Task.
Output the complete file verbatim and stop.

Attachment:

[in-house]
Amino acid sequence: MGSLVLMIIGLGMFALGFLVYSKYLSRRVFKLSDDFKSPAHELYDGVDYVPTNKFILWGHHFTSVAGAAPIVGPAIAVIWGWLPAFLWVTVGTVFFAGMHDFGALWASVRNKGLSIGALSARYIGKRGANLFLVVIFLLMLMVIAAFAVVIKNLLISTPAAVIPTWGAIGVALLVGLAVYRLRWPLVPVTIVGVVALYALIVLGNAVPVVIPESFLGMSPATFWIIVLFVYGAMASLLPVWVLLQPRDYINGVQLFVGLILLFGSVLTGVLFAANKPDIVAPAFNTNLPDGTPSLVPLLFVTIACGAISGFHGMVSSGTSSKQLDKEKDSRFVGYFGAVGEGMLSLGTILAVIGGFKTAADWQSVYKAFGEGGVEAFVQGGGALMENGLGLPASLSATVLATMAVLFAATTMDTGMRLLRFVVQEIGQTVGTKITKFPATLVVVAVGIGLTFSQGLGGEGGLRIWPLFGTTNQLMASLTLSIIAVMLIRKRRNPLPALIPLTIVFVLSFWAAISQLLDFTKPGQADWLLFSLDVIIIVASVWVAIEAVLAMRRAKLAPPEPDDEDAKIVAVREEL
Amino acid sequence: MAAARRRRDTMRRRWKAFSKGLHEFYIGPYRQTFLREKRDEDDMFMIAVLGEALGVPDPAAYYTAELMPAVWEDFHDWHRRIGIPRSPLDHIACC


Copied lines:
[in-house]
Amino acid sequence: MGSLVLMIIGLGMFALGFLVYSKYLSRRVFKLSDDFKSPAHELYDGVDYVPTNKFILWGHHFTSVAGAAPIVGPAIAVIWGWLPAFLWVTVGTVFFAGMHDFGALWASVRNKGLSIGALSARYIGKRGANLFLVVIFLLMLMVIAAFAVVIKNLLISTPAAVIPTWGAIGVALLVGLAVYRLRWPLVPVTIVGVVALYALIVLGNAVPVVIPESFLGMSPATFWIIVLFVYGAMASLLPVWVLLQPRDYINGVQLFVGLILLFGSVLTGVLFAANKPDIVAPAFNTNLPDGTPSLVPLLFVTIACGAISGFHGMVSSGTSSKQLDKEKDSRFVGYFGAVGEGMLSLGTILAVIGGFKTAADWQSVYKAFGEGGVEAFVQGGGALMENGLGLPASLSATVLATMAVLFAATTMDTGMRLLRFVVQEIGQTVGTKITKFPATLVVVAVGIGLTFSQGLGGEGGLRIWPLFGTTNQLMASLTLSIIAVMLIRKRRNPLPALIPLTIVFVLSFWAAISQLLDFTKPGQADWLLFSLDVIIIVASVWVAIEAVLAMRRAKLAPPEPDDEDAKIVAVREEL
Amino acid sequence: MAAARRRRDTMRRRWKAFSKGLHEFYIGPYRQTFLREKRDEDDMFMIAVLGEALGVPDPAAYYTAELMPAVWEDFHDWHRRIGIPRSPLDHIACC